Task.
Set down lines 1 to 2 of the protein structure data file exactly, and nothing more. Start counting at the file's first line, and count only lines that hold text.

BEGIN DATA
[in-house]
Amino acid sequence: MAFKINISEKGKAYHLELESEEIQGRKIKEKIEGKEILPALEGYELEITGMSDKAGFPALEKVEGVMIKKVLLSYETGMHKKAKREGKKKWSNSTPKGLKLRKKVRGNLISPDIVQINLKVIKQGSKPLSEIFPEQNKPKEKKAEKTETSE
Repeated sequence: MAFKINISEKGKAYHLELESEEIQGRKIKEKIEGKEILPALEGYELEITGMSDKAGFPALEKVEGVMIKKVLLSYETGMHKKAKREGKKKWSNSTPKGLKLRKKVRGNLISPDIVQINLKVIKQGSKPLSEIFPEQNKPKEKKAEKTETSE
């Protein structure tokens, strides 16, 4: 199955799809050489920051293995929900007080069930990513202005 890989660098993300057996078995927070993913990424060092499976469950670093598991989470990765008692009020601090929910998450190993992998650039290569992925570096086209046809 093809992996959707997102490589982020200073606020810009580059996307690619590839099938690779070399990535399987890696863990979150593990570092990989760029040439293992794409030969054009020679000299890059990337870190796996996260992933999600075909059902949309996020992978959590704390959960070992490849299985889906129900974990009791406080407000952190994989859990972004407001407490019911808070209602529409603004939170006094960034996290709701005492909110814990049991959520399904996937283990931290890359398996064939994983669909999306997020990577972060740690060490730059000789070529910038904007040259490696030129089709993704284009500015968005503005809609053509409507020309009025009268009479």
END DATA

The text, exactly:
[in-house]
Amino acid sequence: MAFKINISEKGKAYHLELESEEIQGRKIKEKIEGKEILPALEGYELEITGMSDKAGFPALEKVEGVMIKKVLLSYETGMHKKAKREGKKKWSNSTPKGLKLRKKVRGNLISPDIVQINLKVIKQGSKPLSEIFPEQNKPKEKKAEKTETSE